On 19 April, another incursion into Rafah killed five Palestinians including two children and wounded 30. On 29 April, hours before the Abbas government was confirmed, an Israeli helicopter missile attack on Gaza killed the local PFLP leader Nidal Salama and a bystander. 1 May saw more carnage as Abbas was formally sworn in: 12 were killed in Shijaiyah in Gaza in an attempt to assassinate Yusuf Abu Hein, a senior Hamas figure.
The following day, Israeli troops in an armoured personnel carrier (APC) deliberately shot dead British cameraman James Miller, again in Rafah. The Israeli army claimed that he was caught up in crossfire as they attempted to shoot someone preparing to fire a rocket. Video evidence showed that Miller was waving a white flag; his colleagues say they had been under observation for several hours, and that the only shots that were fired were from the APC.
Of 2,500 Palestinians killed since the Intifada started, 250 have died in Rafah, a third of them children. It is a free-fire zone for the Israelis, subject to constant invasion, bulldozing and house demolition, the scene of continuous machine gun and sniper fire. The Zionist army is deliberately targeting both journalists and international observers to drive them away so that it can carry out its murderous campaign without any external witnesses. The Zionists now require foreign visitors in Gaza to declare that they have ‘no association with the organisation known as ISM nor any other organisation whose aim is to disrupt IDF [army] operations’ describing this activity as ‘criminal’. The document also requires visitors to sign a declaration that ‘I am aware of the risks involved and accept that the Government of the State of Israel and its organs cannot be held responsible for death, injury and/or damage/loss of property which may be incurred as a result of military activity’. This is in clear breach of the Geneva Convention which regards human rights in occupied territories as inalienable.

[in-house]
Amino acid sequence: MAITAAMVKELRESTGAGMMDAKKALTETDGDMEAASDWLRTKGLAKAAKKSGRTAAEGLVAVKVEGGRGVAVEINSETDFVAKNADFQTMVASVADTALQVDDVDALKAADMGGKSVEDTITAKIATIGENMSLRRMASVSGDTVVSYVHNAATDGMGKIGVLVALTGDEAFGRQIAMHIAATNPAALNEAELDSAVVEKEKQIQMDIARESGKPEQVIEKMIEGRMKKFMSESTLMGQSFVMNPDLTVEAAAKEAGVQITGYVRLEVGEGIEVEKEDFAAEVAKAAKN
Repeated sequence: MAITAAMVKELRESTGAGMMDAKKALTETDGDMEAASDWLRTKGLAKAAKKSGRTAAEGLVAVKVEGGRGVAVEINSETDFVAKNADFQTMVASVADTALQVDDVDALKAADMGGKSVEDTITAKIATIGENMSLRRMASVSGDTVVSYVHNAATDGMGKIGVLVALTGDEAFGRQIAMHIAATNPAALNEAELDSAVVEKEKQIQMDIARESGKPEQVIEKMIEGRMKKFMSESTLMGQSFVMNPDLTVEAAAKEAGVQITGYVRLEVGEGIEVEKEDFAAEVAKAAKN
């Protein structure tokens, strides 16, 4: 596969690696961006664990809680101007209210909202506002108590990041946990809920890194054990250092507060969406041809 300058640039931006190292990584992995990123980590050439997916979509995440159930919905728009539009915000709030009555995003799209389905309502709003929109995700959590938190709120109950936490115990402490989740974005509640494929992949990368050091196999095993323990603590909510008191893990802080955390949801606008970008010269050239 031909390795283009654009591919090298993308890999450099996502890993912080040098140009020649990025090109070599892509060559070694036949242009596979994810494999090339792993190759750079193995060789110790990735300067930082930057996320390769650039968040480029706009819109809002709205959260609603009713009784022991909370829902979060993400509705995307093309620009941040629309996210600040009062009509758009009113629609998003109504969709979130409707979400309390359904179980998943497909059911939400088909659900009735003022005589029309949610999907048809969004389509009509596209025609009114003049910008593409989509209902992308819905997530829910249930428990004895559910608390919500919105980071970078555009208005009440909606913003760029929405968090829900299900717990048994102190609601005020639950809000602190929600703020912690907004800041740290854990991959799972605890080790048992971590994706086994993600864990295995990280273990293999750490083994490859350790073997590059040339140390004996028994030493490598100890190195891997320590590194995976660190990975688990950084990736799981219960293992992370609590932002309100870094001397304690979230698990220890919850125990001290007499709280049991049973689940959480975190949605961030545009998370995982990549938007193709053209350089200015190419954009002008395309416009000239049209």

Not that such considerations would deter Israeli Chief of Staff General Ayalon, who stated that ‘The activists create the negative image we have, because it certainly strengthens the Palestinian story, which, according to my understanding, is fabricated in this context…I have just given an order to remove the organisation’s [ISM] activists from the area, firstly, for their own benefit – they are endangering their own lives in a superfluous way and are also creating provocations that hinder our freedom of action on the ground. And so it’s advisable that they get out of the area’.
The reluctance of the Labour government to challenge seriously Israeli accounts of the death of either Hurndall or Miller is in stark contrast to the speed with which they moved against the family of a British suicide bomber in early May. It demonstrates how any campaign in support of the Palestinian people must challenge the Labour Party’s record of unconditional support for Zionism. With the Palestinian people under an intensifying siege, we must step up our support for the Intifada.
Victory to the Palestinian people!